Falling Into Autumn ColorsHow To Bring The Season's Trending Shades Into Your Home Decor
Who doesn’t love the fall? Between the colorful leaves and cozying up indoors while the temperatures drop, this is a cherished time of year, especially in an outdoorsy area like the East End. To get into the spirit of the season, it’s fun to use home décor to reflect the changes outside, from decorating tables with natural elements to mixing in this year’s trending colors. For example, one popular pigment is coral, or more specifically “living coral.” It’s the color of the year from Pantone, the unofficial authority on color for design and fashion. “When Pantone announces the color of the year, all design industries listen,” says Bridgehampton-based designer Roxane Mosleh. “It doesn’t necessarily dictate what a client will want, but whether it’s fashion or home or anything related to design, that will dictate [the trend].”
The neutrals being promoted by Pantone, along with Benjamin Moore and other design trend-setters, are still shades of gray, so the orangey-pink is a warm complement to that cooler palette. But while coral, the color of the organisms growing at the bottom of the ocean, may seem like a better fit for spring or summer, there are ways to make it autumnal, Mosleh assures. For example, use a coral accent wall or piece of furniture to liven up a space, and then bring in gold or brown accessories to reflect the season, she says.
Meanwhile, few color conversations go by without anyone mentioning a new, pale “millennial pink,” another warm hue, notes Andrew Bowen, director of staging for ASH NYC. The city-based design firm has been expanding to the East End and recently opened an office in Sag Harbor. Jewel tones are trending too, he says. “Jewel tones are a little higher in saturation and a little deeper in color, and have a counterpoint in the gem world,” like ruby, topaz, emerald and sapphire, Bowen explains. That being said, “there’s always a classic gravitation toward seasonal colors, especially in interior design,” he notes. “For fall, for me, that’s always been shades of burgundy and amber and gold – the colors that reflect the changing leaves.”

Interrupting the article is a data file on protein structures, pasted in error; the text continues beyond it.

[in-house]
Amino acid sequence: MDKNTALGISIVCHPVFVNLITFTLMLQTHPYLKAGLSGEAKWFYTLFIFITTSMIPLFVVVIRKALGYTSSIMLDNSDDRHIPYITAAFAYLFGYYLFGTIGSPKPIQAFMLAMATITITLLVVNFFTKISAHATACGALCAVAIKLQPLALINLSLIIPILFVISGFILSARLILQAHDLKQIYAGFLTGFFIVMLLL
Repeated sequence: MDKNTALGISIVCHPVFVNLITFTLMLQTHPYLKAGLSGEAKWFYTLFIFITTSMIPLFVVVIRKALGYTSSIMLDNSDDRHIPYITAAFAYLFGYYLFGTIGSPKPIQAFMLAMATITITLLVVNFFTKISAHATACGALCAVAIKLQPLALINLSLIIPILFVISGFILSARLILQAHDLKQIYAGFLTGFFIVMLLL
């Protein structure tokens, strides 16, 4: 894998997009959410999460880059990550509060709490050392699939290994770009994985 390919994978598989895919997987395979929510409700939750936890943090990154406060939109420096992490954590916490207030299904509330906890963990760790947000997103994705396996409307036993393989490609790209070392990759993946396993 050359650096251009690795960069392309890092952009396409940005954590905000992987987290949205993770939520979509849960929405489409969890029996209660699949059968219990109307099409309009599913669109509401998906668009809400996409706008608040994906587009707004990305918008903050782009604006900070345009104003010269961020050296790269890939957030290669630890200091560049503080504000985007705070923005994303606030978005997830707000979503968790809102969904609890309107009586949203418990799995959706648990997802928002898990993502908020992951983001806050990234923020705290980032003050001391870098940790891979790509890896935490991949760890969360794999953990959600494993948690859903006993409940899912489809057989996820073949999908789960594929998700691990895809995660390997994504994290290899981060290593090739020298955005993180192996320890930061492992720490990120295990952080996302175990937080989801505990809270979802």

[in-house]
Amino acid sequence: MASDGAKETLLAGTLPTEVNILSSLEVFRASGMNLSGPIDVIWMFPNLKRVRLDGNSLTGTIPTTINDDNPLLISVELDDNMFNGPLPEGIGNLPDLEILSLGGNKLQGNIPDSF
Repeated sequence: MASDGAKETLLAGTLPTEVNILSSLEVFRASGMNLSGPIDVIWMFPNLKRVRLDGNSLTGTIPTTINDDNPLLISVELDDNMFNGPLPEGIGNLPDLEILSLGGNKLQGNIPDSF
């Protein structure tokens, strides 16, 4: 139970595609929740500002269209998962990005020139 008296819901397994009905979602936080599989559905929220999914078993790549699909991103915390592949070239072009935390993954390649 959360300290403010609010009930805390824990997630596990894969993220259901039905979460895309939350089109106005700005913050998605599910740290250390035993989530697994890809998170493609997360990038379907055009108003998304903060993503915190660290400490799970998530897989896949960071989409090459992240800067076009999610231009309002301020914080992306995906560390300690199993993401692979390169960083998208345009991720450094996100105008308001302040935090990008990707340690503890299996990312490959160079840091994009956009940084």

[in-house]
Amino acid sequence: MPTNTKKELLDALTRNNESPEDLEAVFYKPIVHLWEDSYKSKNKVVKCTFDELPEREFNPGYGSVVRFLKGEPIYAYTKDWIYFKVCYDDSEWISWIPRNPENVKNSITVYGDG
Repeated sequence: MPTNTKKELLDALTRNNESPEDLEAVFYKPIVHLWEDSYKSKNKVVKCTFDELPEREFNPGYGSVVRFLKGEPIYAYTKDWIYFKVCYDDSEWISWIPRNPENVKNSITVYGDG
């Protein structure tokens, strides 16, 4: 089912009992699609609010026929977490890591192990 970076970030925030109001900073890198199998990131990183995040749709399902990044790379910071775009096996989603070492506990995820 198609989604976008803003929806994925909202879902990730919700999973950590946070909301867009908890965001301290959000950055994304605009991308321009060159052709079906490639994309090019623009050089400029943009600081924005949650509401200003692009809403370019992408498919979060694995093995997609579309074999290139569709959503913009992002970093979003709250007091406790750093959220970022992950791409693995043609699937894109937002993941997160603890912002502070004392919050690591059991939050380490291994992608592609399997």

Rather than investing in, say, a brand-new dark red sofa, Bowen suggests sticking with décor that “can be changed by hand,” as he puts it. Think tablecloths, accent pillows, throw blankets and towels. Even books with jackets in those colors can decorate a surface. In his own home, Bowen likes to bring in elements from the natural environment. He fills vases with branches from deciduous trees so his tables are adorned with the season’s bright, fiery leaves. “If you’re designing a room for the first time it’s really easy to layer these colors into anything, but when it comes to seasonal decorating there are a lot of fun ways for people to accentuate their place without changing major components,” he says.
Over at Renee’s, the furnishing and apparel retailer in Mattituck, owner and designer Debra Gildersleeve says these trends are evident in her showroom. Pops of coral and millennial pink peek out among deep red and blue velvet couches. However, she notices that her customers don’t necessarily follow trends. For example, while gold is a popular metal for fall, her clients often prefer brushed silver and chrome. The same goes for colors, she says. Some change their décor to match the pages in design magazines, others stick to their personal favorites.
Her suggestion? “When it comes to color in décor, if you’re really the kind of person who follows the trends and you like change, make sure your base furniture is all very neutral,” Gildersleeve says. “And then if you want to add in a trending color … you can add a crazy bowl on your cocktail table, or a red lamp, and all of a sudden you’re in style.”